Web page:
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‘There’s no one watching’, a smuggler says
OJINAGA, Mexico — Under the international bridge connecting this town to Presidio, Texas, a human smuggling guide snorted cocaine with a buddy and two prostitutes — the chosen fruits from leading a large group of Central American immigrants on a long backpacking journey to new American lives.
CBP surveillance photo of a typical large immigrant group traveling in Big Bend Sector, March 3, 2021.
“Jose Antonio”, the name offered to the Center for Immigration Studies, said he was a long-distance foot guide, a guia, for the ultra-violent La Linea cartel controlling this area. He leads groups of immigrants on eight- to 12-day treks through the remote desert terrain in West Texas with a singular goal: get them to U.S. Interstate 10, where associates pick them up at landmarks and drive them into the nation’s interior.
By cell phone, Antonio ordered the chunk of plastic-wrapped cocaine and paid the delivery man from a fist-sized wad of 200- and 500-peso bills pulled from the front pocket of his jeans. He chopped up the small white block with a knife on the tailgate of his beat-up old Chevy pickup truck — a brand new truck was on order with all his new money, he said.
Over the course of an hour or so, Antonio explained the business, attributing his windfall to what he termed la invitación, the invitation. This is the local cartel reference to presidential candidate Joe Biden’s promises to the world’s poor that if they crossed the border illegally when he became president they would be welcome to stay, never fear deportation, and maybe get citizenship. Antonio said that when Biden actually won, business in Mexico’s Chihuahua State instantly boomed ¡como nunca! Like never before.
“They come in from all over Central America, Haiti, Africa, Indonesia, and from all over South America,” Antonio explained between snorts from a flattened 16-penny nail, smiling at his new good fortune. “They just keep coming and keep coming and keep coming.”
For the first time in local memories, rising streams of large groups — 50-to-100 illegal immigrants each — are constantly flowing through the normally quiet Big Bend Sector, one of the biggest, most remote, and perhaps out-of-mind of the eight designated CBP operating areas along the southern border. With 165,154 square miles and 571 miles of Rio Grande border in West Texas, Big Bend also is historically the least trammeled by illegal immigrants, perhaps because of its deterring harshness.
Not anymore, though.
Eighteen-wheeler tractor-trailer rigs and trucks of all sizes now pull right up to the river in unending succession to unload people and drug cargo in broad daylight along the long empty stretches of riverside territory. Police chases of immigrant transport vehicles are now commonplace in towns further inland for the first time. And Border Patrol agents, largely unreinforced despite new circumstances, are chasing groups through the desert day and night, losing most and strained beyond capacity to impact what’s happening, they say.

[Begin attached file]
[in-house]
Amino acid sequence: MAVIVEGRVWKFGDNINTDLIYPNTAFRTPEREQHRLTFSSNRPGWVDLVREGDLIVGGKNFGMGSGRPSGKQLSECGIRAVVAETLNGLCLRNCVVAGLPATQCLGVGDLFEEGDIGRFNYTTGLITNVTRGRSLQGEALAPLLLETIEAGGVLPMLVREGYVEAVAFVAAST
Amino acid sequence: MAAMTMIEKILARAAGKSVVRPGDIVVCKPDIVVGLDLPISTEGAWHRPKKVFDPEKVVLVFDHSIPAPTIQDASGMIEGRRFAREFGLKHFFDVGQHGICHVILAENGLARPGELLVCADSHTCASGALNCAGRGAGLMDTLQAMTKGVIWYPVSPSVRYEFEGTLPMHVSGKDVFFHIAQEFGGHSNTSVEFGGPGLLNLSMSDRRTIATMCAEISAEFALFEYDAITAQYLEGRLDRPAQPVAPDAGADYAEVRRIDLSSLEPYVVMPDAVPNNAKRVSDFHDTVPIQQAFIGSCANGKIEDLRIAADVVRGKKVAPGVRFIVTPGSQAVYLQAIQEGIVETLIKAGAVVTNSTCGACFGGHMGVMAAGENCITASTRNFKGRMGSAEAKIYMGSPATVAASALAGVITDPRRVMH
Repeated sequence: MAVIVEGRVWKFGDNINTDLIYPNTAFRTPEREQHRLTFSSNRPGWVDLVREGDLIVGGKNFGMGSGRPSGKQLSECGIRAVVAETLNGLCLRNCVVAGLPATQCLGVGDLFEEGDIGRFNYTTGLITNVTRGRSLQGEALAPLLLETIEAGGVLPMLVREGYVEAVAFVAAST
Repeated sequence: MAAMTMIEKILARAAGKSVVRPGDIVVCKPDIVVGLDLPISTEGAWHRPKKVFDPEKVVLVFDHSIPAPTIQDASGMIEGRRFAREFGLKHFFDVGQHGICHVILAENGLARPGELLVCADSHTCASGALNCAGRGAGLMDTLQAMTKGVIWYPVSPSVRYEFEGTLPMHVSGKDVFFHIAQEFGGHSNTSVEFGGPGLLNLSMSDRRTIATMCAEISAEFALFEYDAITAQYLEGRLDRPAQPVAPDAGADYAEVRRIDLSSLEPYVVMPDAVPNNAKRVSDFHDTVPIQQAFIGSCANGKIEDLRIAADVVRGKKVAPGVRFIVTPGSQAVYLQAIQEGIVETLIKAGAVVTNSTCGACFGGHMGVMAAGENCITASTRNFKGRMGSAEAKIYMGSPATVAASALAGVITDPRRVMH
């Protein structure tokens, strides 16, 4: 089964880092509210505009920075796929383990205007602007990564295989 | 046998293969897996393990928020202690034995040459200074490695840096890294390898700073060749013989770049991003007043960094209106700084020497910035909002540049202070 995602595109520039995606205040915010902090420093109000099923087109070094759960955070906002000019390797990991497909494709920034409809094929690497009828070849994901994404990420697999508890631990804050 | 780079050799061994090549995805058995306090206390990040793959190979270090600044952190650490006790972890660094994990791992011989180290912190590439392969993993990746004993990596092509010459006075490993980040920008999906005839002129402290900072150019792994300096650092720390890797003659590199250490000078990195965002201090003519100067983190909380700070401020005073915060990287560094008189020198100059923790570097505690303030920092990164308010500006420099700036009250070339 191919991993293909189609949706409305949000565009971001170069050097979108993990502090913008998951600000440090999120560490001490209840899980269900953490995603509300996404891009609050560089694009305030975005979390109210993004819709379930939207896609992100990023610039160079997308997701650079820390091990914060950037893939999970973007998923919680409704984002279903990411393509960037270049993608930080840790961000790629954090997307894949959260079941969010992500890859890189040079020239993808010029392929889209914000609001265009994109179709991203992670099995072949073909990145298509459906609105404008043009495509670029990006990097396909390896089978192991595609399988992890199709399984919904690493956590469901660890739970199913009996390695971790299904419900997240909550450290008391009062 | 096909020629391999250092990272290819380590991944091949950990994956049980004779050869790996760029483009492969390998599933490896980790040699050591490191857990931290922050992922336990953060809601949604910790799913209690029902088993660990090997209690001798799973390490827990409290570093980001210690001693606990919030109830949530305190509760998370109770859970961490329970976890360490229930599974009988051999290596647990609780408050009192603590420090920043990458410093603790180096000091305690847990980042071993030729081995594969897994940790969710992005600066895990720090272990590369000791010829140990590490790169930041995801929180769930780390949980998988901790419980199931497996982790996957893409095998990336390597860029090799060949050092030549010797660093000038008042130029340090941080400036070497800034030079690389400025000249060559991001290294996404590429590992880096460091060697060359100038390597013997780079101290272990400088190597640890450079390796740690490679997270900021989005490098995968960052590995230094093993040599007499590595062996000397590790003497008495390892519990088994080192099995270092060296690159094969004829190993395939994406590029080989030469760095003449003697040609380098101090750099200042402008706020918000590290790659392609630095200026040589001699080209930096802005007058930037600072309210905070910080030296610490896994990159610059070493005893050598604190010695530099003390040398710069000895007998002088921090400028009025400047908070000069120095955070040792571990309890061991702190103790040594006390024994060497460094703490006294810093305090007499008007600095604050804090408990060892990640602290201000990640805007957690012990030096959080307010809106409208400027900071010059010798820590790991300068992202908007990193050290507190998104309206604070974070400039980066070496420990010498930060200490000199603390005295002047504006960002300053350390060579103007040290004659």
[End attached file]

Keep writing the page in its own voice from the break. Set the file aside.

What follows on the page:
“It’s never been this busy,” one agent who has worked in the Van Horn Station Area for more than a decade told CIS. “I’ve never seen 18-wheelers out on the levy on the Mexican side like this, filled with God-only-knows what. It was predicted before the new administration came in, and it happened. Now the cartels are having a field day.”
In one recent notable incident, five vehicles blasted in from the Mexican side not far south of Sierra Blanca, filled with marijuana, meth — and 87 immigrants. Border Patrol caught that convoy.
But much more often, Border Patrol only ever learns about these events from tracks that churn the dirt, video recordings from hidden cameras, and distant dust plumes. Inland, sheriff’s deputies and Texas DPS Highway Patrol routinely engage in high-speed vehicle chases of smuggler vehicles that pick up migrants off the interstate and state roads leading to it.
More often than not, the passengers and drivers bail out and run into the desert, never to be seen again. The most recent of three crazy smuggler vehicle chases through Marfa and Fort Davis, where Presidio County Sheriff Danny Dominguez was in the lead vehicle, ended in the backyard of Dominguez’s own house. The driver ran and got away.
The Runners: Who, How Many, and Why Here for the First Time?
The illegal immigration surge through this lightly populated, rugged wilderness sector is entirely new and different from what most American media reports show is happening in other sections of the border. The vast majority of illegal immigrants now coming over the shallow Rio Grande border here are single adults, rather than the families and unaccompanied minors flooding other zones and attracting media attention hundreds of miles to the south.
The many reasons for this are not initially obvious.
To understand, it helps to know that families and unaccompanied minors now attracting some national attention are ushered in by the tens of thousands under Biden administration policies some call “catch-and-bus”. After turning themselves in to the first agents they can find, the vast majority of these immigrants are quickly processed, given temporary legal status, and released to board buses heading to cities throughout the nation — rich rewards that attract ever more immigrant families in a self-perpetuating cycle of illegal border crossings. The families and unaccompanied teenagers come to those crossing areas in South Texas because the trek to get there from Central America is shorter, cheaper, and easier on parents hauling small children than going all the way to West Texas.
But the singles are coming to Big Bend because catch-and-bus does not apply to most of them. When they get caught among the families and teens, Border Patrol instantly expels most to Mexico under the Trump-era pandemic-containment policy colloquially known as “Title 42”, which Biden has so far kept in place. Some singles in other sectors (known as “runners” because they do not want to be caught and expelled) try over and over before either going home, weary of the repetitive instant expulsions, or shopping for easier sectors where they can get through.
Now, however, the smugglers and many other single runners, shopping border sectors for paths of least resistance, have discovered Big Bend and its high probabilities for successful illegal entry and evasion.
Sector apprehension statistics show a massive spike there, almost all of it in the category of single adult runners.
For example, U.S. Customs and Border Protection statistics show that just 3,029 single adults were apprehended in the first quarter through March 2020. For the same period this year, the number spiked to 14,091, a 365 percent increase. A smattering of family unit and unaccompanied minor apprehensions brought the sector total for just that one quarter to 15,389.